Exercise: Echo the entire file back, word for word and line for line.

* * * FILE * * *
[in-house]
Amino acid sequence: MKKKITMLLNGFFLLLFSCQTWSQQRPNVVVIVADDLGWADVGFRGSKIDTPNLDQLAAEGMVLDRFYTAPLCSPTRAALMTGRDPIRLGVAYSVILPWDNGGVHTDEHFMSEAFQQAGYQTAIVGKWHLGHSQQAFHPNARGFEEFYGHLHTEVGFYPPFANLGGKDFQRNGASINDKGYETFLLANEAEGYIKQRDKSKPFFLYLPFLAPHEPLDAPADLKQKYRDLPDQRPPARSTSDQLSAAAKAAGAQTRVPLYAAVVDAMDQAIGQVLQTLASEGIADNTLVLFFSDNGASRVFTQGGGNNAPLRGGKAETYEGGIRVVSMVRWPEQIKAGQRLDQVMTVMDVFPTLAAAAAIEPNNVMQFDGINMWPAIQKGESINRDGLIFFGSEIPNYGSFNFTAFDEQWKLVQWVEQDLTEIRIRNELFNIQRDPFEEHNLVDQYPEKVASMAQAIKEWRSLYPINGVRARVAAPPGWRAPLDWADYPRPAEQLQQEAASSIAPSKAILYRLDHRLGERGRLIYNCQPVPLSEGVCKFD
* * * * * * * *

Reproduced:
[in-house]
Amino acid sequence: MKKKITMLLNGFFLLLFSCQTWSQQRPNVVVIVADDLGWADVGFRGSKIDTPNLDQLAAEGMVLDRFYTAPLCSPTRAALMTGRDPIRLGVAYSVILPWDNGGVHTDEHFMSEAFQQAGYQTAIVGKWHLGHSQQAFHPNARGFEEFYGHLHTEVGFYPPFANLGGKDFQRNGASINDKGYETFLLANEAEGYIKQRDKSKPFFLYLPFLAPHEPLDAPADLKQKYRDLPDQRPPARSTSDQLSAAAKAAGAQTRVPLYAAVVDAMDQAIGQVLQTLASEGIADNTLVLFFSDNGASRVFTQGGGNNAPLRGGKAETYEGGIRVVSMVRWPEQIKAGQRLDQVMTVMDVFPTLAAAAAIEPNNVMQFDGINMWPAIQKGESINRDGLIFFGSEIPNYGSFNFTAFDEQWKLVQWVEQDLTEIRIRNELFNIQRDPFEEHNLVDQYPEKVASMAQAIKEWRSLYPINGVRARVAAPPGWRAPLDWADYPRPAEQLQQEAASSIAPSKAILYRLDHRLGERGRLIYNCQPVPLSEGVCKFD